Is The Push For Citizen Journalism Promoting Risky Behavior?
from the seems-a-bit-overblown dept
Over the past few months, as the concept of “citizen journalism” has caught on — especially when combined with cameraphones — it’s become quite common to see news organizations requesting people on the street take photos of news events in action and send them in. There’s even a new service for cameraphone toting folks who want to sell images they’ve taken to news organizations. Obviously, there are many benefits to turning the whole world into instant photojournalists — starting, of course, with the fact that you have a much better chance of having someone actually at the scene of a news event when it happens. However, it’s worth remembering that these people aren’t trained as photojournalists. While that may not be a problem from the content side, it has some worried that news organizations are encouraging people to put themselves in dangerous situations when they might otherwise be much safer going away. It’s a serious issue. While, obviously, individuals should be smart enough to know when to protect their own safety, there is an open question of liability here. Should someone end up getting hurt or killed while pursuing a photo that they hoped to sell to a news organization that has asked for public photos of news events, it seems likely that a lawsuit might come out of it.
Comments on “Is The Push For Citizen Journalism Promoting Risky Behavior?”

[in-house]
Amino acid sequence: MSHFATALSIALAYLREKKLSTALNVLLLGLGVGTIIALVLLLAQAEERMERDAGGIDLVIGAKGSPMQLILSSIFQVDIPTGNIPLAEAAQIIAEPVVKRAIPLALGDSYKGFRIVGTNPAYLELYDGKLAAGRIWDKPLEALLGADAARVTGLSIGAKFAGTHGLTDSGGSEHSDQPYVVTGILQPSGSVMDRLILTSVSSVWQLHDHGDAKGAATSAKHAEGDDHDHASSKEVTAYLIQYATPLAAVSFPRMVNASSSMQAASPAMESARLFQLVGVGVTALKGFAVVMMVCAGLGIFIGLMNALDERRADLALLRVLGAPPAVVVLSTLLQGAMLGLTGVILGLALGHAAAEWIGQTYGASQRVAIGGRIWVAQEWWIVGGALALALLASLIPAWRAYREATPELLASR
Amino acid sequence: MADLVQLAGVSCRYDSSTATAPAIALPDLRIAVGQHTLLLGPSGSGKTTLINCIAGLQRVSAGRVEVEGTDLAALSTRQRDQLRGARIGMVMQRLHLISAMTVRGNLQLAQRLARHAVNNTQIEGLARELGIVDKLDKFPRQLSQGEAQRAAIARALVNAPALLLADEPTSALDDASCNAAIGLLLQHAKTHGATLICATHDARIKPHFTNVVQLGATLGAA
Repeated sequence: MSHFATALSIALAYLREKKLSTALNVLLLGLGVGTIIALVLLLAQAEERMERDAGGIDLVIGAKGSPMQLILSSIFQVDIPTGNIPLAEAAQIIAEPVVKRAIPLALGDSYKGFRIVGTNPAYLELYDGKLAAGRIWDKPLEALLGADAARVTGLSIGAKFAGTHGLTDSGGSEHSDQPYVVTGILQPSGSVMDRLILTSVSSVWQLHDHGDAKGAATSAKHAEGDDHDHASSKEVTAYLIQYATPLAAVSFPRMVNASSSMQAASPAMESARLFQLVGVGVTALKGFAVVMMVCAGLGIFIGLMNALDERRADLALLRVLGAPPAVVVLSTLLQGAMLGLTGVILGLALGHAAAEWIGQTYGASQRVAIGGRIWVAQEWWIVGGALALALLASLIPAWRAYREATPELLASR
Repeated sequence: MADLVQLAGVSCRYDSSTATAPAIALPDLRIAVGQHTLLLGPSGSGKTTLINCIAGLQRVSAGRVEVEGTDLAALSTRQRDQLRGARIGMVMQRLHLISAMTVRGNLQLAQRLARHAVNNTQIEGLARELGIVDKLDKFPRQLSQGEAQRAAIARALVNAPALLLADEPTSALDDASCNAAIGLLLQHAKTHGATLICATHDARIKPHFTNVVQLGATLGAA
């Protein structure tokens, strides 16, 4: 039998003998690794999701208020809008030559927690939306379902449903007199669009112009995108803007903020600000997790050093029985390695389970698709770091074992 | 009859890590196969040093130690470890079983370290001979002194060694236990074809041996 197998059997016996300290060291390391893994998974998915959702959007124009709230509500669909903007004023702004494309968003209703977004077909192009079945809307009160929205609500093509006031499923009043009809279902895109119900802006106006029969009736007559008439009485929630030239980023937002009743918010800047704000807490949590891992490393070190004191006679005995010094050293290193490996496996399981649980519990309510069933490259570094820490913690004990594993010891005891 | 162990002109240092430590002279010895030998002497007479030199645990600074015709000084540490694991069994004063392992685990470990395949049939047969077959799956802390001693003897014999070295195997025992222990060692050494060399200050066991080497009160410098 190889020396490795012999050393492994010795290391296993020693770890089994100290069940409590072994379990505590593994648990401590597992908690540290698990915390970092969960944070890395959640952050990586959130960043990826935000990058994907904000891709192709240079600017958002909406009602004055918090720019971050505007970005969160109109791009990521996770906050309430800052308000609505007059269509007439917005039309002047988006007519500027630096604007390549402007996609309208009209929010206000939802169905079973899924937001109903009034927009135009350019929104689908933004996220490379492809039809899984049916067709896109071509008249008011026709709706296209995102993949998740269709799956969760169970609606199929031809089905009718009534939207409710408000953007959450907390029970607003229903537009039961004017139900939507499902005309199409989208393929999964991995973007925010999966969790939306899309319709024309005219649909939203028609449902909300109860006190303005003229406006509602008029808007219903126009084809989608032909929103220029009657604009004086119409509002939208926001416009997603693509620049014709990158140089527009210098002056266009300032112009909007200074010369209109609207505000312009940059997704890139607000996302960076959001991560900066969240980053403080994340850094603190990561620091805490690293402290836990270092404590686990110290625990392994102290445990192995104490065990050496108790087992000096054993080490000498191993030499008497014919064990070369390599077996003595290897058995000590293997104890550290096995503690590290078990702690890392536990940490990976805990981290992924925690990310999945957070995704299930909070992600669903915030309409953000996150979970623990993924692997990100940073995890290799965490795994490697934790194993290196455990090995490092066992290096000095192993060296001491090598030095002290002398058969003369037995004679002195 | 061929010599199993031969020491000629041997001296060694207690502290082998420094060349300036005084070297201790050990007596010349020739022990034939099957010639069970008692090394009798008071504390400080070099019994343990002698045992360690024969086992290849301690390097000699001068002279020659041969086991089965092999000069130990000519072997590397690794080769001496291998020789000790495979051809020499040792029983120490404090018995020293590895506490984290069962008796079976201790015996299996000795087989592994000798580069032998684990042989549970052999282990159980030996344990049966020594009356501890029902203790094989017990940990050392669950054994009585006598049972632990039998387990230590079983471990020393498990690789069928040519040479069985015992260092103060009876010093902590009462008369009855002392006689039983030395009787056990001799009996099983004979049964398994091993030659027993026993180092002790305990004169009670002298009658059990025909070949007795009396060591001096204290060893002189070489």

Liability? Are you kidding?
There’s no liability argument to be made when bad judgement is exercised. If you step in front of a moving bus to get a shot you hope to sell, that’s bad judgement. Darwin says squish squish.
What were they thinking?...
There’s probably a whole set of journalistic ethics and rules for behavior that should be followed—if not suggested — when a news organization asks for the public to participate. What were they thinking? If they’re suggesting to act on just sending in a tip, that should maybe on one side of the line–but if they’re asking someone to participate or actively seek newsworthy events, or imply that they can, then they should be aware of the rules and guidelines that govern bonafide journalists in these areas. Maybe some kind of a citizen’s qualification course by a non-profit group is needed to “certify” at least a basic understanding. This “course” could clarify issues and grey areas, as well as maybe grant a “amatuer” journalistic status that could come with some “legal” benefits. Maybe these amatuers could rise to eventual professional level to a full-fledged pro journalists under certain conditions. Whatever the program, camera phones and the like are here to stay and will definitely get more prevalent.
No Subject Given
The truth is this has been around forever. In high school my friends and I used to take cameras and film everything in town and put ourselves at risky behaviour – Jumping fences, wadding through chest deep floods, climbing around unsafe construction areas. We weren’t doing it because the school asked us to for the local news program, we did it because we wanted to, we chose to put ourselves at risk. Just like the school, these news organizations aren’t saying “go out on a limb to get these photos” they are saying “If you are in the right place in the right time with a cameraphone and can get the picture send it to us”. There is a big difference. I don’t think a liability suit would hold up in court unless you got a very smart lawyer and a very stupid judge.
you’ll notice upon digging down some that the company is out of Glasgow, Scotland.
What standards for submission will they hold for those of us from the US, Canada, or any country outside the UK?